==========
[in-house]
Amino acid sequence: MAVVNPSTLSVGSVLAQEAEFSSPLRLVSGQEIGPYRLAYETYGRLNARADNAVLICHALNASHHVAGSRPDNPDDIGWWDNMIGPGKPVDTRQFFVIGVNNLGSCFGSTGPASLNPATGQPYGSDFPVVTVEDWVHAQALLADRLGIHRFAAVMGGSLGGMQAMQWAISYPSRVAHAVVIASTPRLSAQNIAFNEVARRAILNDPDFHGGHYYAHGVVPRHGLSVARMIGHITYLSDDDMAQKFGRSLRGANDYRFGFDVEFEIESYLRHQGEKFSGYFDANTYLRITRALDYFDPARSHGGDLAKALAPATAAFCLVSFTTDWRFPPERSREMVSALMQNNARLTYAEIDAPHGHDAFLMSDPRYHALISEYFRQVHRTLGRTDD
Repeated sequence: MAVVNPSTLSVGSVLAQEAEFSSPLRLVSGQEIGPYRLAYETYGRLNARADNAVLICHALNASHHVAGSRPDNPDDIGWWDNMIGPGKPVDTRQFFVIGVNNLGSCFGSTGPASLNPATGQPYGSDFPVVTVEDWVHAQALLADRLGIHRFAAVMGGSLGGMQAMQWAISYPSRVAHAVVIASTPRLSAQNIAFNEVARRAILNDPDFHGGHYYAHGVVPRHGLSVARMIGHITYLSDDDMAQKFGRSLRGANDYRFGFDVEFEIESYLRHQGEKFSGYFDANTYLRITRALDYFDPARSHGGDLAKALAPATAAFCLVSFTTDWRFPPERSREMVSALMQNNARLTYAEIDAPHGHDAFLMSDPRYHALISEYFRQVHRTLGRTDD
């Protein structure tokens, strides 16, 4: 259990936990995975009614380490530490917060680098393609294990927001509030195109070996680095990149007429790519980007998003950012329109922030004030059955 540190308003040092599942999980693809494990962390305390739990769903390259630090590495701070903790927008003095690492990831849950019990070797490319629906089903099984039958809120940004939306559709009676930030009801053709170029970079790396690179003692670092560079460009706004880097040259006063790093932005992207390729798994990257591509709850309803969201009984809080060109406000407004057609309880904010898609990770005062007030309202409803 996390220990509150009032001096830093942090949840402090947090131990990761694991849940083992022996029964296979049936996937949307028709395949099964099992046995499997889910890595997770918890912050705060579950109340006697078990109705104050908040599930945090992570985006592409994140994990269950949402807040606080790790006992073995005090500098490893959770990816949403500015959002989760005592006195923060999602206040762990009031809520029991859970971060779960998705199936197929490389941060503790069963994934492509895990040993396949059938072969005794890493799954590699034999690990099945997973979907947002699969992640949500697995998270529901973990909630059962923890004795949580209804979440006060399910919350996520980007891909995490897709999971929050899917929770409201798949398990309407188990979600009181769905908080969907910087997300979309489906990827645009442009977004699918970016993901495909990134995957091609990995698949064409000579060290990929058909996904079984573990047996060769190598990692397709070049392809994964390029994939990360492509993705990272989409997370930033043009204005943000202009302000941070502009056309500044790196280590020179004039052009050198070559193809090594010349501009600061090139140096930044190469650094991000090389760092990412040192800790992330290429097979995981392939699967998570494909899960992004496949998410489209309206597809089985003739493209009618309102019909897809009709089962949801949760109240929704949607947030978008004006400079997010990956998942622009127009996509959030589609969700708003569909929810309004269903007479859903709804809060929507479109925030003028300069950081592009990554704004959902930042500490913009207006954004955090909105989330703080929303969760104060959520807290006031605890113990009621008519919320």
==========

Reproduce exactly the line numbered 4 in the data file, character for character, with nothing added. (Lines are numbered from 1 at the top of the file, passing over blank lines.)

């Protein structure tokens, strides 16, 4: 259990936990995975009614380490530490917060680098393609294990927001509030195109070996680095990149007429790519980007998003950012329109922030004030059955 540190308003040092599942999980693809494990962390305390739990769903390259630090590495701070903790927008003095690492990831849950019990070797490319629906089903099984039958809120940004939306559709009676930030009801053709170029970079790396690179003692670092560079460009706004880097040259006063790093932005992207390729798994990257591509709850309803969201009984809080060109406000407004057609309880904010898609990770005062007030309202409803 996390220990509150009032001096830093942090949840402090947090131990990761694991849940083992022996029964296979049936996937949307028709395949099964099992046995499997889910890595997770918890912050705060579950109340006697078990109705104050908040599930945090992570985006592409994140994990269950949402807040606080790790006992073995005090500098490893959770990816949403500015959002989760005592006195923060999602206040762990009031809520029991859970971060779960998705199936197929490389941060503790069963994934492509895990040993396949059938072969005794890493799954590699034999690990099945997973979907947002699969992640949500697995998270529901973990909630059962923890004795949580209804979440006060399910919350996520980007891909995490897709999971929050899917929770409201798949398990309407188990979600009181769905908080969907910087997300979309489906990827645009442009977004699918970016993901495909990134995957091609990995698949064409000579060290990929058909996904079984573990047996060769190598990692397709070049392809994964390029994939990360492509993705990272989409997370930033043009204005943000202009302000941070502009056309500044790196280590020179004039052009050198070559193809090594010349501009600061090139140096930044190469650094991000090389760092990412040192800790992330290429097979995981392939699967998570494909899960992004496949998410489209309206597809089985003739493209009618309102019909897809009709089962949801949760109240929704949607947030978008004006400079997010990956998942622009127009996509959030589609969700708003569909929810309004269903007479859903709804809060929507479109925030003028300069950081592009990554704004959902930042500490913009207006954004955090909105989330703080929303969760104060959520807290006031605890113990009621008519919320």